Barnard replaces Alice Handy’s Investure as fund manager
Strategic Investment Group is hired to manage school fund
Barnard College is replacing its money manager, Investure LLC, with another firm that will help the $286 million endowment divest from fossil fuel companies that thwart efforts to address the impact of climate change.
Strategic Investment Group, based in Arlington, Virginia, will become the fund’s manager at the end of September, Barnard said Wednesday in a statement. Investure, run by Alice Handy in Charlottesville, Virginia, had overseen the school’s investment office since 2006. Barnard is at least the third client to depart Investure in the past three years.
In March, Barnard’s board of trustees voted to divest from energy companies that deny climate change, saying the women’s college, which is affiliated with Columbia University in New York, will “distinguish between companies based on their behavior and willingness to transition to a cleaner economy.”
Clients have said that Investure’s business model doesn’t allow customers, whose money is pooled, to exclude certain investments. Robert Goldberg, Barnard’s chief operating officer, said Wednesday in an interview that the change was made because “we felt that we needed more flexibility, especially in light of where we’re heading with fossil fuels.”
Handy didn’t return a call or email seeking comment. In the statement, the school thanked Investure for “its strong relationship with Barnard College.”
“Strategic has a proven track record of managing endowments and has achieved strong returns,” Barnard said in the statement. “The firm has the desired ability to tailor investments to meet Barnard’s specific needs.”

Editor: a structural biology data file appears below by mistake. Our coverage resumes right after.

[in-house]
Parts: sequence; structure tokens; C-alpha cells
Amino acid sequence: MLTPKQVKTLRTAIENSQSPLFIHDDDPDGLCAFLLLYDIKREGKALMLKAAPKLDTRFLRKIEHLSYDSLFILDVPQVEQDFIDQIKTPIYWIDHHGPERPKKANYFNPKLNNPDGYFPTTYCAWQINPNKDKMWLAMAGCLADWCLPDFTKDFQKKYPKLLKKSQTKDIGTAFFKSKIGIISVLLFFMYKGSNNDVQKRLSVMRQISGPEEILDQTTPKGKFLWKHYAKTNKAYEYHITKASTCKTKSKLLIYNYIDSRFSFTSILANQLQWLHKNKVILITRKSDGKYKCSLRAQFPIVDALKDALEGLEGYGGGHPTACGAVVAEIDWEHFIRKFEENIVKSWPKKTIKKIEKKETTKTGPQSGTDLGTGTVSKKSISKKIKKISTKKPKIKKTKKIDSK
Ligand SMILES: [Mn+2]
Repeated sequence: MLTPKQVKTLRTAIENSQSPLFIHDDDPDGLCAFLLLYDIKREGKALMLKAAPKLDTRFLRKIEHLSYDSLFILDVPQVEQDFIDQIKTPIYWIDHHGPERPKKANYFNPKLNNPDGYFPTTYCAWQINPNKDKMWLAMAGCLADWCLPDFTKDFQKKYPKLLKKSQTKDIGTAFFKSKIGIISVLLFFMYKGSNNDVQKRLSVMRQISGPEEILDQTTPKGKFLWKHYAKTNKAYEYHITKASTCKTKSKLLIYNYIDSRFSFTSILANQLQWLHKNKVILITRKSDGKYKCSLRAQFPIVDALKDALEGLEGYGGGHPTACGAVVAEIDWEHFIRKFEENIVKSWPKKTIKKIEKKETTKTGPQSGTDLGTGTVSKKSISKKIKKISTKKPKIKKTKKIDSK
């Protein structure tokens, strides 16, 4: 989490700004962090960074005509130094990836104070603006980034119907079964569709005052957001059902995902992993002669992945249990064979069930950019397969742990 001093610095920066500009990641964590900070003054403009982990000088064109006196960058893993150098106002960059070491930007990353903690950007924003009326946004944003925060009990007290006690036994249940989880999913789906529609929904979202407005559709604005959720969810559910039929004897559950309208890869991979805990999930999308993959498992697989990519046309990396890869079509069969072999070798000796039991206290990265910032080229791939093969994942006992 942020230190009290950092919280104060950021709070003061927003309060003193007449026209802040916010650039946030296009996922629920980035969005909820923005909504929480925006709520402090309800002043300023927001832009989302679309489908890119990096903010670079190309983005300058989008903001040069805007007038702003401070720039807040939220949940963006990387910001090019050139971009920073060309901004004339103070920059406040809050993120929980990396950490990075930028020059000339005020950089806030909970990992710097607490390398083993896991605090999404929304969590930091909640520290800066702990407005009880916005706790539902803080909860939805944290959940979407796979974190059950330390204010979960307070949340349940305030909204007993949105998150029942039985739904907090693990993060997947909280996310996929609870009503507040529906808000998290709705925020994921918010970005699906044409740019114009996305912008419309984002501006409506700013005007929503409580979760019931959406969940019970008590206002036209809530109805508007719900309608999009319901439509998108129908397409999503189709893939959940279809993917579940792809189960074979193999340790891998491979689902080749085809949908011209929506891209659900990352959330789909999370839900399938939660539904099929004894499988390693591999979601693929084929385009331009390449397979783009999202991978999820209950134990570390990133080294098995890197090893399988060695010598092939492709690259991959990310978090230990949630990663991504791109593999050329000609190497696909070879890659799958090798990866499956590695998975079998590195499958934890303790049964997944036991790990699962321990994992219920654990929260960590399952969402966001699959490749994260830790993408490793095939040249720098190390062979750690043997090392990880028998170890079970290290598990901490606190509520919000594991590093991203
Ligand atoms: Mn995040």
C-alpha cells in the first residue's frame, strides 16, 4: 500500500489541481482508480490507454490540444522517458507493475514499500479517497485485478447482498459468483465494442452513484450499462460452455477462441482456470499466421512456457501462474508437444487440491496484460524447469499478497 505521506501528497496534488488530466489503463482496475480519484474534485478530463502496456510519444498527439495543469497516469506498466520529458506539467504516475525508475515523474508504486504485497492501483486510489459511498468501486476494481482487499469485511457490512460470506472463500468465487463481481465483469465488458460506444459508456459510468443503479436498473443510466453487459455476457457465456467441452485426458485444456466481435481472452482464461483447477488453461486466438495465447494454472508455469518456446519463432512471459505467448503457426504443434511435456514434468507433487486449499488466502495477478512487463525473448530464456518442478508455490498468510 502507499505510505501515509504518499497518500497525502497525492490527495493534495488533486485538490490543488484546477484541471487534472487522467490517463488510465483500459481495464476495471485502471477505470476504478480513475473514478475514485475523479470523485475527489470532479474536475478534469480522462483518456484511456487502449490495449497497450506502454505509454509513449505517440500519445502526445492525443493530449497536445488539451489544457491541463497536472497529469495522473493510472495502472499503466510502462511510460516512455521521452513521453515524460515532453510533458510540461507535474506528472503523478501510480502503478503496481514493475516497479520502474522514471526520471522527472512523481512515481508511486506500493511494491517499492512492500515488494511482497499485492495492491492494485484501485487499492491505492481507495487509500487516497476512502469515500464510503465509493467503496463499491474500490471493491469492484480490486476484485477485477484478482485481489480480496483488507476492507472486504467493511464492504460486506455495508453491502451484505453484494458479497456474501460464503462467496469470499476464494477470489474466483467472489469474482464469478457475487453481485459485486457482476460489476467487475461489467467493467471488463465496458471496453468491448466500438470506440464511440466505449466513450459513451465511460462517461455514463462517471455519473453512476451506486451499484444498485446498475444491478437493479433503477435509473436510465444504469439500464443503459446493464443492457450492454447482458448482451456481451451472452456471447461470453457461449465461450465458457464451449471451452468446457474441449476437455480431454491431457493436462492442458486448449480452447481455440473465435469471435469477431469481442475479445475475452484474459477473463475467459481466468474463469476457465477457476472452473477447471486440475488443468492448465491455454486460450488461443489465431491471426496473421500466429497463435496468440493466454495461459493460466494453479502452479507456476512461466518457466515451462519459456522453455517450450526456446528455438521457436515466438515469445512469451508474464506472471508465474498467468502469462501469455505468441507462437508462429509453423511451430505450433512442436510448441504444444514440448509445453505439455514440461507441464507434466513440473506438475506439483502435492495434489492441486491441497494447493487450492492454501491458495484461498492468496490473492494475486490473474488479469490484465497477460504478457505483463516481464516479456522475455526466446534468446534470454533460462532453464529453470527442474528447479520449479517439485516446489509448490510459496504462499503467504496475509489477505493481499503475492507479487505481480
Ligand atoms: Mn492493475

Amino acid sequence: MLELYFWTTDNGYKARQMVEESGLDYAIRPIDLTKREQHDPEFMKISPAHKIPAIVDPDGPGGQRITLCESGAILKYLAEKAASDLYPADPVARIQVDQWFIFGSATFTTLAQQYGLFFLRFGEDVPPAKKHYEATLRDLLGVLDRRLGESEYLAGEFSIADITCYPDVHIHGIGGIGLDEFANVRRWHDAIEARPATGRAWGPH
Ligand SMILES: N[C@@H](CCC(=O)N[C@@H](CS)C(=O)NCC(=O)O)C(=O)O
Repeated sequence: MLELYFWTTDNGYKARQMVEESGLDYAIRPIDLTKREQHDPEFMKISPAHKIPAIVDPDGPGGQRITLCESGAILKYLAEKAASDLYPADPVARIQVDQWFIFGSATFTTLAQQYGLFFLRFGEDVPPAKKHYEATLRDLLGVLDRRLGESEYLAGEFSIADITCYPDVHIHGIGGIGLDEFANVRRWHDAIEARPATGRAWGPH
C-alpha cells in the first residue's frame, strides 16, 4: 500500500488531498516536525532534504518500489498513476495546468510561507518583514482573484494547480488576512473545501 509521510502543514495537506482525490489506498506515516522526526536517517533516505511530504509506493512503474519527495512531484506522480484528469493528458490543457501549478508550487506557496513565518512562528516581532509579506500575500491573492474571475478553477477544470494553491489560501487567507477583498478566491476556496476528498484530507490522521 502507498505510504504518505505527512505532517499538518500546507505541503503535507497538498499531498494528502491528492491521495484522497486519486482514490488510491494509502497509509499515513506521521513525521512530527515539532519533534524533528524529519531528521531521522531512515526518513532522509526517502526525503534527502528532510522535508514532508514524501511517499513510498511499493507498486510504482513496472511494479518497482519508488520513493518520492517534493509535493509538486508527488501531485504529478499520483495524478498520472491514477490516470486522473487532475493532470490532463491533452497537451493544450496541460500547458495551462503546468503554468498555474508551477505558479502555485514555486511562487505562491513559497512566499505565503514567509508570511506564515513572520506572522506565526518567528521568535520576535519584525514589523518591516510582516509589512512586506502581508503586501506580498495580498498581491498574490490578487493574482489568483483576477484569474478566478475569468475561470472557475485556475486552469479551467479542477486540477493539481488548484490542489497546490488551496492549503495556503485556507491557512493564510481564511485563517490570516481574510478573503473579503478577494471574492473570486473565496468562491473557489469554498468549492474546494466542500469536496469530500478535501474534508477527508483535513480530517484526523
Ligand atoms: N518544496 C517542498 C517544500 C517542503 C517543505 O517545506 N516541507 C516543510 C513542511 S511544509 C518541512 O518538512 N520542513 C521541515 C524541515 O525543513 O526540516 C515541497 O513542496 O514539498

Barnard joins Rockefeller Brothers Fund and The Commonwealth Fund in parting ways with Handy, whose success has helped ignite an industry of outside investing firms for university endowments and foundations. With the loss of Barnard, Investure will have 12 clients, according to its website.
The Commonwealth Fund, a private foundation in New York with an endowment of $711 million as of June 2016, sought a new investment office after deciding to purge tobacco stocks from its portfolio, according to a person familiar with the matter. It replaced Investure with a unit of Perella Weinberg Partners in January, according to the person.
In 2014, Investure lost Rockefeller Brothers Fund, which decided to divest from fossil fuel companies. Rockefeller Brothers, which has an $816 million fund, hired the Perella Weinberg unit that customizes portfolios.
The Commonwealth Fund and Rockefeller Brothers Fund still have some private equity investments with Investure, the person said.
Barnard’s Goldberg said in a March interview that the endowment had about $18 million of investments in fossil fuel companies, including private equity partnerships entered into through Investure. Divestment will take time because the only way to unwind the partnerships is to sell and “we don’t want to sell at a discount,” he said.
Handy has an impressive track record on performance but stumbled in fiscal 2016. Investure posted losses as steep as 5.9 percent for university clients in the year through June 30, 2016, far below the average 2 percent loss for endowments.
Barnard’s endowment was valued at $286 million in fiscal 2016 and had an investment decline of 4.5 percent. Investment performance for fiscal 2017 hasn’t been released.
Trinity College’s endowment, managed by Investure, posted a 13.3 percent investment return in fiscal 2017, bringing the five-year annualized gain to 8.9 percent, according to a report posted on the school’s website. As of June 30, 2016, the fund’s value was $532 million. Kathy Andrews, a school spokeswoman, said the updated value won’t be finalized until next month.
Trinity’s fiscal 2017 performance was fueled by global equities, which gained 19.8 percent, while hedge fund and private-equity holdings produced “double-digit” returns, according to the report.
Dickinson College, another client, said its review of Investure’s performance is set to be completed in October, spokeswoman Christine Baksi said Wednesday. Dickinson’s fiscal 2017 returns will be reported next month. The liberal arts college in Pennsylvania lost 4.4 percent in fiscal 2016.
“We’re very excited to have this fiduciary relationship with Barnard College,” Brian Murdock, chief executive officer of Strategic Investment, said in a phone interview. “They are exceptionally sophisticated investors and we anticipate a strong working partnership for years to come.”
— With assistance by Kate Smith